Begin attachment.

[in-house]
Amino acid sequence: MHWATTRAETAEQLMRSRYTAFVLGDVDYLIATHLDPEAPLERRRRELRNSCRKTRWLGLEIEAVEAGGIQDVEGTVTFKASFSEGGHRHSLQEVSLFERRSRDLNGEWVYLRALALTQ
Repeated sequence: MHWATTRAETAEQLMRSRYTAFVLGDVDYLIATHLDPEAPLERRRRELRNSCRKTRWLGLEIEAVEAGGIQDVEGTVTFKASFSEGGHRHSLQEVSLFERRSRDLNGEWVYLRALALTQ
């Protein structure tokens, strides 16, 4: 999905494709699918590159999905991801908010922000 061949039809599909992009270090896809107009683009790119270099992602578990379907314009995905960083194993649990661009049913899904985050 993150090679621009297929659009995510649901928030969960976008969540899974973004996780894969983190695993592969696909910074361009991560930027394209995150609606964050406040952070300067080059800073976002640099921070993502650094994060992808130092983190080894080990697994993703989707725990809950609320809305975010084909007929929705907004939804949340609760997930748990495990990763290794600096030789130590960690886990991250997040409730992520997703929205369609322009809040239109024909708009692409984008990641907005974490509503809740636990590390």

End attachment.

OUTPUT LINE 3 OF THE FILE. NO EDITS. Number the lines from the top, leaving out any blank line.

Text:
Repeated sequence: MHWATTRAETAEQLMRSRYTAFVLGDVDYLIATHLDPEAPLERRRRELRNSCRKTRWLGLEIEAVEAGGIQDVEGTVTFKASFSEGGHRHSLQEVSLFERRSRDLNGEWVYLRALALTQ